State Bar of Arizona Ethics Opinions

93-01: Non-Lawyer Assistants; Unauthorized Practice of Law; Lawyer Referral Service

Lawyer may not cooperate with a non-lawyer-generated business which prepares documents and gives advice to landlords in landlord/tenant matters.


The inquiring attorney asks about the ethical propriety of her associating with a nonlawyer-operated business which represents itself to be a "complete eviction service." The information submitted with the request discloses that this business provides landlords with the following services: 

1. Tenant screening: the service conducts background checks of prospective tenants to help landlords screen out those who may cause problems in the future;

2. Process service: the service will effect service of process in any legal actions between the landlord and its tenants;

3. Collections: the service will pursue collection efforts on behalf of a landlord, short of instituting litigation against the debtor. The service offers to provide attorney representation in any matter in which a lawsuit is filed.

4. Document preparation: the service has created many forms relating to legal actions and disputes between landlords and tenants. The service drafts termination notices citing nonpayment of rent or other failure to comply with the rental agreement, satisfactions of judgment, writs of restitution, voluntary dismissal pleadings for collection actions, and documents relating to forcible entry and detainer actions.

5. Attorney representation: the service offers to provide the legal assistance of an attorney in some circumstances. For example, the service promises to have one of its "attorneys or paralegals" answer legal questions over the telephone. All other questions are answered by its nonlawyer staff. With respect to the exact nature of the service's business relationship with the attorneys involved, the service has prepared an informational brochure which advises prospective customers that it will perform the following tasks.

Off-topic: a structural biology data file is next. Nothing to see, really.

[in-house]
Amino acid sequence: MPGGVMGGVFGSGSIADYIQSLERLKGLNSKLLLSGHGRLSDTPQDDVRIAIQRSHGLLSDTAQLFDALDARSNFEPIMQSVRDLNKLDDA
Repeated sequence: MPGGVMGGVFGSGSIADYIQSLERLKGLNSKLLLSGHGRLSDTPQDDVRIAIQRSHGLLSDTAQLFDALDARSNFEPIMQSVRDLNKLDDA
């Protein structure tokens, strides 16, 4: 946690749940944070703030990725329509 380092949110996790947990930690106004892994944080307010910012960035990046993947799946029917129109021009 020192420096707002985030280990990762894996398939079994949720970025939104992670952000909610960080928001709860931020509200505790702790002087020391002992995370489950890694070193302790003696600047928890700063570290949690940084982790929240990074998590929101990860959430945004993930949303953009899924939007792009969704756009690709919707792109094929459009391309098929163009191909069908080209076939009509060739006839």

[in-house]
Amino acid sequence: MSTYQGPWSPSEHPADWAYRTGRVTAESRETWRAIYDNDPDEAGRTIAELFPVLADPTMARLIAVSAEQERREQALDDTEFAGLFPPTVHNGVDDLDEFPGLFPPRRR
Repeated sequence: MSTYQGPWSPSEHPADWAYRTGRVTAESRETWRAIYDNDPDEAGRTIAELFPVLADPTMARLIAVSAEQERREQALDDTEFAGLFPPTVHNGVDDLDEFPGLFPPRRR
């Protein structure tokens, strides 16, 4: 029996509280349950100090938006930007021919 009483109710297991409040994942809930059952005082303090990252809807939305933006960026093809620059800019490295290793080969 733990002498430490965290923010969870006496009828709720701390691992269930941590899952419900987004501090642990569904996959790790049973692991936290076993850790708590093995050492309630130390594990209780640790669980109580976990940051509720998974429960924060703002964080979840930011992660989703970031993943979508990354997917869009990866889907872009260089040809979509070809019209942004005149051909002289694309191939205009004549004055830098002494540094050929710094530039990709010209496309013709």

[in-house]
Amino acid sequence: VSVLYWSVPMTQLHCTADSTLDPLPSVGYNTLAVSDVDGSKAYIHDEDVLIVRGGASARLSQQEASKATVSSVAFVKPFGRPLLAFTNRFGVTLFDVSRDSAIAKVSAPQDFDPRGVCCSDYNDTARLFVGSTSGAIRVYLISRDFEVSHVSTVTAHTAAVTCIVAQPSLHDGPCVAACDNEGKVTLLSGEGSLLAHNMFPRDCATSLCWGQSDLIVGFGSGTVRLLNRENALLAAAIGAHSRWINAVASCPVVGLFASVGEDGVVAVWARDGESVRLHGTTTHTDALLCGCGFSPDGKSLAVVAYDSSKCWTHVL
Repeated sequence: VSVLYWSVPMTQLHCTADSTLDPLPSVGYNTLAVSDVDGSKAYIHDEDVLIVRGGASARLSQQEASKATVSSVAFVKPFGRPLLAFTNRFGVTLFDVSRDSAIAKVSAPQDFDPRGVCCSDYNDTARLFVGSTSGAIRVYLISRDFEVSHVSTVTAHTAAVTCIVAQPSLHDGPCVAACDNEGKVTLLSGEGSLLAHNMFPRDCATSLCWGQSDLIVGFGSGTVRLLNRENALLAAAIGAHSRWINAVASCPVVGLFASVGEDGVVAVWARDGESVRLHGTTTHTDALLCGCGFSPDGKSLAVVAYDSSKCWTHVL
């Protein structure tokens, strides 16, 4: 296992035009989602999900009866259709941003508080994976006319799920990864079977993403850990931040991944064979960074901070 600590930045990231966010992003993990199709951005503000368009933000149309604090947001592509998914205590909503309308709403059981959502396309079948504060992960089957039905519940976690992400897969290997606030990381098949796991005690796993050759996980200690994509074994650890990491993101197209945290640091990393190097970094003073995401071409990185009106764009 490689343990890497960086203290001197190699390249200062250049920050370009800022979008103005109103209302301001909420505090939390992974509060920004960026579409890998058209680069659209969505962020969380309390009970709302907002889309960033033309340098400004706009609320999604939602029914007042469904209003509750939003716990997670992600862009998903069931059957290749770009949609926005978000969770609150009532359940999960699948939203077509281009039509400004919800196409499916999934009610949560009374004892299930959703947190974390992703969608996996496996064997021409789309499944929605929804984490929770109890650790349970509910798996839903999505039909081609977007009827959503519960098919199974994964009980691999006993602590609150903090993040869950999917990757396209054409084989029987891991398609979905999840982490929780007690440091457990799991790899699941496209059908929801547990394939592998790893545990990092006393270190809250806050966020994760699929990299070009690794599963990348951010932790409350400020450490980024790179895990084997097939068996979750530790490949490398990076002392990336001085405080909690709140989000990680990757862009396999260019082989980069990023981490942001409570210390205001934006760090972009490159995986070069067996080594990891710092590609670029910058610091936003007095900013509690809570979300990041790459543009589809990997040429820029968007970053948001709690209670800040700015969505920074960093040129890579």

Prepare your summons and complaint forms. Have them reviewed and signed by an attorney. Issue them at the court. Advance your filing fee for you. Issue and deliver a copy of the complaint to you. Effect service on the tenant. Prepare an affidavit of service. Deliver a copy of the affidavit to you File the original affidavit with the court. Review your supporting documents. Have an attorney review your case. Have an attorney represent you in court. Notify you of the court decision. Provide you with a copy of the judgment. Call you to determine if a writ is needed. If a writ is needed, prepare the writ. Issue the writ at the court. Advance your filing fee for the writ for you.

The service quotes fixed fees in some matters where attorney representation is provided. For example, the fee for an attorney's representation of a customer, in court, in a forcible detainer action is $50.00. If the forcible detainer action is canceled prior to a court appearance, the fee is only $25.00.[1]Collection actions are pursued on a 25% contingent fee basis, except for "skips or nonjudgment debts" where a 30% contingent fee is charged. In other legal actions, the service recommends that the prospective customer call for a quotation.

6. Advancing court costs: The service charges a 20% fee on any advanced court costs and expenses.



May the inquiring attorney ethically associate with the above-described eviction service for the purpose of providing "attorney representation" for the eviction service's customers?



ER 5.3.           Responsibilities Regarding Nonlawyer Assistants

ER 5.4.           Professional Independence of a Lawyer